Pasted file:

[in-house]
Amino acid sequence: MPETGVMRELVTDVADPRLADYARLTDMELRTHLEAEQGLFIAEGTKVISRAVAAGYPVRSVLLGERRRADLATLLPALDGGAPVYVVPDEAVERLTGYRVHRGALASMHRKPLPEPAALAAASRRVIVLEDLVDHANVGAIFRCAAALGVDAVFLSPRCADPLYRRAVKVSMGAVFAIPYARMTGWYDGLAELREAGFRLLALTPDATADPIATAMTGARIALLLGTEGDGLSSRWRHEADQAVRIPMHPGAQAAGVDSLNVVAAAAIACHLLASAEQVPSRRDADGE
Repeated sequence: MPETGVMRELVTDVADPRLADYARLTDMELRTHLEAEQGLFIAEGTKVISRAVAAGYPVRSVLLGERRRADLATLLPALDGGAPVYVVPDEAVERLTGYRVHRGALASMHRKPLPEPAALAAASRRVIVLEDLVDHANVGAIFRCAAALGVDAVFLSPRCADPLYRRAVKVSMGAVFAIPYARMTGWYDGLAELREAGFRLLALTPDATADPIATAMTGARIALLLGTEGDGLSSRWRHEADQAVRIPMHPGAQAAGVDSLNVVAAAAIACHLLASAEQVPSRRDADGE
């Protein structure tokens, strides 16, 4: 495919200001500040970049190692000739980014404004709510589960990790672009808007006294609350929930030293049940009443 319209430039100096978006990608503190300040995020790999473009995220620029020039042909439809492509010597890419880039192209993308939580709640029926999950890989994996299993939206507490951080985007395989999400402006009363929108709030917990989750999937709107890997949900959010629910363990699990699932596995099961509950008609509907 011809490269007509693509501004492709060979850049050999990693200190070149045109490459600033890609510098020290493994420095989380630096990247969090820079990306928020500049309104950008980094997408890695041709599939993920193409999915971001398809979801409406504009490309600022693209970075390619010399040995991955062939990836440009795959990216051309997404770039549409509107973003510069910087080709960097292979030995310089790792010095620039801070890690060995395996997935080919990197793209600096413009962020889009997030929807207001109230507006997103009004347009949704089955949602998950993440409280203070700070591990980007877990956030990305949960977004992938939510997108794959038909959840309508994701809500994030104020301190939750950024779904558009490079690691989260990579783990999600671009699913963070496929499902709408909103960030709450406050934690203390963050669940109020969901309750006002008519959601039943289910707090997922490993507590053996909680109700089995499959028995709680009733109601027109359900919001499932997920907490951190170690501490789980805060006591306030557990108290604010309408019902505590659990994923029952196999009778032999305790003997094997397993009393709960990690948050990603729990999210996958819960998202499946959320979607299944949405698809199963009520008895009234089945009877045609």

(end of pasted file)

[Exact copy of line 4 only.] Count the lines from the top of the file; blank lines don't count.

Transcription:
């Protein structure tokens, strides 16, 4: 495919200001500040970049190692000739980014404004709510589960990790672009808007006294609350929930030293049940009443 319209430039100096978006990608503190300040995020790999473009995220620029020039042909439809492509010597890419880039192209993308939580709640029926999950890989994996299993939206507490951080985007395989999400402006009363929108709030917990989750999937709107890997949900959010629910363990699990699932596995099961509950008609509907 011809490269007509693509501004492709060979850049050999990693200190070149045109490459600033890609510098020290493994420095989380630096990247969090820079990306928020500049309104950008980094997408890695041709599939993920193409999915971001398809979801409406504009490309600022693209970075390619010399040995991955062939990836440009795959990216051309997404770039549409509107973003510069910087080709960097292979030995310089790792010095620039801070890690060995395996997935080919990197793209600096413009962020889009997030929807207001109230507006997103009004347009949704089955949602998950993440409280203070700070591990980007877990956030990305949960977004992938939510997108794959038909959840309508994701809500994030104020301190939750950024779904558009490079690691989260990579783990999600671009699913963070496929499902709408909103960030709450406050934690203390963050669940109020969901309750006002008519959601039943289910707090997922490993507590053996909680109700089995499959028995709680009733109601027109359900919001499932997920907490951190170690501490789980805060006591306030557990108290604010309408019902505590659990994923029952196999009778032999305790003997094997397993009393709960990690948050990603729990999210996958819960998202499946959320979607299944949405698809199963009520008895009234089945009877045609």